5. Disney plays Scrooge, triggers immigration debate
Disney’s decision to replace 250 American workers with Indian H1-B temporary work visa holders brought in by an outsourcing firm based in India has ushered a fresh debate in the US over immigration reform. Questions are being raised about how business and outsourcing companies are using H1-B visas to place immigrants in technology jobs in the US to the disadvantage of American workers. According to federal guidelines, the visas are intended to fill vacant spaces requiring advanced scientific or computer skills when no American with the same skill set is found. However, due to legal loopholes, companies often misuse the visa to recruit immigrants for less money. Indians seeking to buy into the American Dream, beware!
6. Expert Panel to review controversial GDP series
Continued criticism of the new GDP series that is compiled using manufacturing data will now be reviewed by an official expert panel. The series has generated controversy because the growth in manufacturing recorded in it is at variance with other statistics. For example, the latest data of 2014-15 shows a discrepancy between the claim of manufacturing growing by 8.4% in January-March when the Index of Industrial Production reflects only 3.6% growth in the same period. Chief economic advisor Arvind Subramanian and RBI governor Raghuram Rajan have also expressed their puzzlement at the new series GDP data.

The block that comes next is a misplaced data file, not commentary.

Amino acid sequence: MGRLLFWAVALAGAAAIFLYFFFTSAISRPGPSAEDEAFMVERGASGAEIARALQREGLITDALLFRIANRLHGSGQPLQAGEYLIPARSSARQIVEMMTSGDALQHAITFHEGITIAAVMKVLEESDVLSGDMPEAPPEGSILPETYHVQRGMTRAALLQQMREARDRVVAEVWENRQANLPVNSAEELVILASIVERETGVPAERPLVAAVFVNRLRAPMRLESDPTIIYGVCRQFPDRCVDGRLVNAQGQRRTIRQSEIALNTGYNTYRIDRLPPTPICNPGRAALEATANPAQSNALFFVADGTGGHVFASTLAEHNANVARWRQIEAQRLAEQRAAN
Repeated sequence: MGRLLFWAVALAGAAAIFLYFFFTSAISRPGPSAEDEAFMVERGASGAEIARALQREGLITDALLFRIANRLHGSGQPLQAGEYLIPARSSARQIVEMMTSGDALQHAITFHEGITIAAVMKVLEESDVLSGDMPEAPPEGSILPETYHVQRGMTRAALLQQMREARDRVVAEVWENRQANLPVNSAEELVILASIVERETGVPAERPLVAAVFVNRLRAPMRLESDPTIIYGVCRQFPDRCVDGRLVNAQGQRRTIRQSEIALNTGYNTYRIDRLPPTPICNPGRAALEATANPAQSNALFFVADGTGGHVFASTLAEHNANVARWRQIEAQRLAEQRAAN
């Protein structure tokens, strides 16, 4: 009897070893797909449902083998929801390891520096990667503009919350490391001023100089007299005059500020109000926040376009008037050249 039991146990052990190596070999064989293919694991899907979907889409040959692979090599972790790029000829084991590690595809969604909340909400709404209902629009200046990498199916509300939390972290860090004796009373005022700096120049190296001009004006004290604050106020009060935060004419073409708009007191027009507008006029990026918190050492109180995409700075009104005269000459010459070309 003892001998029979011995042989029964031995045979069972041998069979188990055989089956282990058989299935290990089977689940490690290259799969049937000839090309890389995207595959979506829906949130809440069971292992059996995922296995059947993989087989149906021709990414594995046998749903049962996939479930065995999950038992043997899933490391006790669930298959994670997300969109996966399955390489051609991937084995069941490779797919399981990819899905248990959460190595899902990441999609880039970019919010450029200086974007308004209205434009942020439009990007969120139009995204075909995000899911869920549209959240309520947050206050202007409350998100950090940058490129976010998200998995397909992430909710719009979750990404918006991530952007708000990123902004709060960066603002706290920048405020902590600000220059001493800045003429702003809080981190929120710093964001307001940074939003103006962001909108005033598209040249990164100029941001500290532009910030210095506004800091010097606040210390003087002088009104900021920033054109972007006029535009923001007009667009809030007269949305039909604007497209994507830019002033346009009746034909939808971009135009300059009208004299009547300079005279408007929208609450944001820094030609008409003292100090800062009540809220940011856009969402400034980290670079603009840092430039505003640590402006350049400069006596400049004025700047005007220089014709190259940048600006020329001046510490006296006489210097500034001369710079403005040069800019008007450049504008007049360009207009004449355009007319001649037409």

7. Why you should worry about India’s forest cover
The government has announced a massive plantation drive to take forest cover from the present 24% to 33% in the next 5 years. However, the plan is hollow for it lacks the force of technical know how on the species to be planted and the upkeep of saplings, which constitute the essence of forestry. Scientists argue that plantations are not true forests, and according to the Environment Impact Assessment Resources and Reponse Centre, they cannot compensate for India’s average daily forest loss of at least 184 football pitches. Most importantly, plantations cannot provide the same ecosystem services as an old growth forest, so “when the last of India’s forest corridors vanish, so will the wildlife.” Forests at present are vulnerable because they are also reserves of precious minerals such as coal. But corridors linking eight tiger reserves in central India stand to be impacted in varying degrees if mining companies get their way.
8. In U-turn, third panel to review Uttarakhand dams